Purpose: Adipocytes represent one of the most abundant constituents of the mammary gland. They are essential for mammary tumor growth and survival. Metabolically, one of the more important fat-derived factors ("adipokines") is adiponectin (APN). Serum concentrations of APN negatively correlate with body mass index and insulin resistance. To explore the association of APN with breast cancer and tumor angiogenesis, we took an in vivo approach aiming to study its role in the mouse mammary tumor virus (MMTV)-polyoma middle T antigen (PyMT) mammary tumor model. Experimental Design: We compared the rates of tumor growth in MMTV-PyMT mice in wild-type and APN-null backgrounds. Results: Histology and micro-positron emission tomography imaging show that the rate of tumor growth is significantly reduced in the absence of APN at early stages. PyMT/APN knockout mice exhibit a reduction in their angiogenic profile resulting in nutrient deprivation of the tumors and tumor-associated cell death. Surprisingly, in more advanced malignant stages of the disease, tumor growth develops more aggressively in mice lacking APN, giving rise to a larger tumor burden, an increase in the mobilization of circulating endothelial progenitor cells, and a gene expression fingerprint indicative of more aggressive tumor cells. Conclusions: These observations highlight a novel important contribution of APN in mammary tumor development and angiogenesis, indicating that APN has potent angio-mimetic properties in tumor vascularization. However, in tumors deprived of APN, this antiangiogenic stress results in an adaptive response that fuels tumor growth through mobilization of circulating endothelial progenitor cells and the development of mechanisms enabling massive cell proliferation despite a chronically hypoxic microenvironment.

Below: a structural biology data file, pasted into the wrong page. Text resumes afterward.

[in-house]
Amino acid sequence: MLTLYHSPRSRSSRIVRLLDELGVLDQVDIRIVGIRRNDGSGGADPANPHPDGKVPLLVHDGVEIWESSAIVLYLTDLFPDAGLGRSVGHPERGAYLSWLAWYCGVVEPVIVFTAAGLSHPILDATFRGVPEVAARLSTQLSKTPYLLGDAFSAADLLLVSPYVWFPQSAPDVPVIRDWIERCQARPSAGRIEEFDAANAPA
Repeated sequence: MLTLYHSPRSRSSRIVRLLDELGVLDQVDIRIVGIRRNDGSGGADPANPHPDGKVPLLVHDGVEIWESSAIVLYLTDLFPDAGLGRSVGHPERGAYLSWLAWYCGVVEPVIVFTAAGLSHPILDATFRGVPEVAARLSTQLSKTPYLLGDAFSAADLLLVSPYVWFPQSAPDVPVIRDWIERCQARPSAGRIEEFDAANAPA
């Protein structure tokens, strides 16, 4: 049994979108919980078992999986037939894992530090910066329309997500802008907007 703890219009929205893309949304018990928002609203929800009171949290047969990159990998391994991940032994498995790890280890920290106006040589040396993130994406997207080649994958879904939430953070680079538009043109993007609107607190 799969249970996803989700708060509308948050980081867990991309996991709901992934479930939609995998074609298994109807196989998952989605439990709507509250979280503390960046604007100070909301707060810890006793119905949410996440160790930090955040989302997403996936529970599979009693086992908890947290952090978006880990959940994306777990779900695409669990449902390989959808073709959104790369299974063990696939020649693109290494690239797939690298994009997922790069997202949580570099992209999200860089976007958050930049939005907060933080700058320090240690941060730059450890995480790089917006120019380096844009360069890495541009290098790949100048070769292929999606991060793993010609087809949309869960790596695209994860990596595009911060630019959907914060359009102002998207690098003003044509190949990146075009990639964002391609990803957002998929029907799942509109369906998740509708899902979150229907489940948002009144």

ASJC Scopus subject areas
- Cancer Research